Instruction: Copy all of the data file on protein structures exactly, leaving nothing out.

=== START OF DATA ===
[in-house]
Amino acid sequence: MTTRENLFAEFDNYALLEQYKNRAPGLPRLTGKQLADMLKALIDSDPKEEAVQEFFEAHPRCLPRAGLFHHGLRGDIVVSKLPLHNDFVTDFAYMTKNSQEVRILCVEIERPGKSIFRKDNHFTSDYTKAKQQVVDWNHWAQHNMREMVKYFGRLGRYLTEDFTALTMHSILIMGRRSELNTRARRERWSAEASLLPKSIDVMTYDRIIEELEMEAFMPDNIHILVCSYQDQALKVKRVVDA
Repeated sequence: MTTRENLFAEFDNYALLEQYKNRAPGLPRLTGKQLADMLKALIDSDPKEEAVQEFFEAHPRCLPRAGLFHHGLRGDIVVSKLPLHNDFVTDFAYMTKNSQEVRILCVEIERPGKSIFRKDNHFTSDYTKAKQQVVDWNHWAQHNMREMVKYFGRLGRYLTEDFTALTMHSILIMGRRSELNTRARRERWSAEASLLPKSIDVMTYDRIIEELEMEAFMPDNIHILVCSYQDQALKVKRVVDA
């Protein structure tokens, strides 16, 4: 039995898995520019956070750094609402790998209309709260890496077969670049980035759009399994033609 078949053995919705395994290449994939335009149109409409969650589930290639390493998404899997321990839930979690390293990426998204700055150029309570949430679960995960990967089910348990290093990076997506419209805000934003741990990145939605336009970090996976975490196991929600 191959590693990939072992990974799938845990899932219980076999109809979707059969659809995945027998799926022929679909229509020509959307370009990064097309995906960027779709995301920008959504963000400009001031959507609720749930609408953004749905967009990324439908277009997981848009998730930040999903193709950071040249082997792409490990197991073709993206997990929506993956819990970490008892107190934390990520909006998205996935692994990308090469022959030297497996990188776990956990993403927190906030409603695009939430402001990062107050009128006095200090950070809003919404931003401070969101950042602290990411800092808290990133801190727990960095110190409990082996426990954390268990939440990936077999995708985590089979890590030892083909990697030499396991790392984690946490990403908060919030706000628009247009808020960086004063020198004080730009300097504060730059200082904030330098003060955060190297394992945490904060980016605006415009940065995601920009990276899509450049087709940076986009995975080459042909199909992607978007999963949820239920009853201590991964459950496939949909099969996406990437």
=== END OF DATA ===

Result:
[in-house]
Amino acid sequence: MTTRENLFAEFDNYALLEQYKNRAPGLPRLTGKQLADMLKALIDSDPKEEAVQEFFEAHPRCLPRAGLFHHGLRGDIVVSKLPLHNDFVTDFAYMTKNSQEVRILCVEIERPGKSIFRKDNHFTSDYTKAKQQVVDWNHWAQHNMREMVKYFGRLGRYLTEDFTALTMHSILIMGRRSELNTRARRERWSAEASLLPKSIDVMTYDRIIEELEMEAFMPDNIHILVCSYQDQALKVKRVVDA
Repeated sequence: MTTRENLFAEFDNYALLEQYKNRAPGLPRLTGKQLADMLKALIDSDPKEEAVQEFFEAHPRCLPRAGLFHHGLRGDIVVSKLPLHNDFVTDFAYMTKNSQEVRILCVEIERPGKSIFRKDNHFTSDYTKAKQQVVDWNHWAQHNMREMVKYFGRLGRYLTEDFTALTMHSILIMGRRSELNTRARRERWSAEASLLPKSIDVMTYDRIIEELEMEAFMPDNIHILVCSYQDQALKVKRVVDA
């Protein structure tokens, strides 16, 4: 039995898995520019956070750094609402790998209309709260890496077969670049980035759009399994033609 078949053995919705395994290449994939335009149109409409969650589930290639390493998404899997321990839930979690390293990426998204700055150029309570949430679960995960990967089910348990290093990076997506419209805000934003741990990145939605336009970090996976975490196991929600 191959590693990939072992990974799938845990899932219980076999109809979707059969659809995945027998799926022929679909229509020509959307370009990064097309995906960027779709995301920008959504963000400009001031959507609720749930609408953004749905967009990324439908277009997981848009998730930040999903193709950071040249082997792409490990197991073709993206997990929506993956819990970490008892107190934390990520909006998205996935692994990308090469022959030297497996990188776990956990993403927190906030409603695009939430402001990062107050009128006095200090950070809003919404931003401070969101950042602290990411800092808290990133801190727990960095110190409990082996426990954390268990939440990936077999995708985590089979890590030892083909990697030499396991790392984690946490990403908060919030706000628009247009808020960086004063020198004080730009300097504060730059200082904030330098003060955060190297394992945490904060980016605006415009940065995601920009990276899509450049087709940076986009995975080459042909199909992607978007999963949820239920009853201590991964459950496939949909099969996406990437």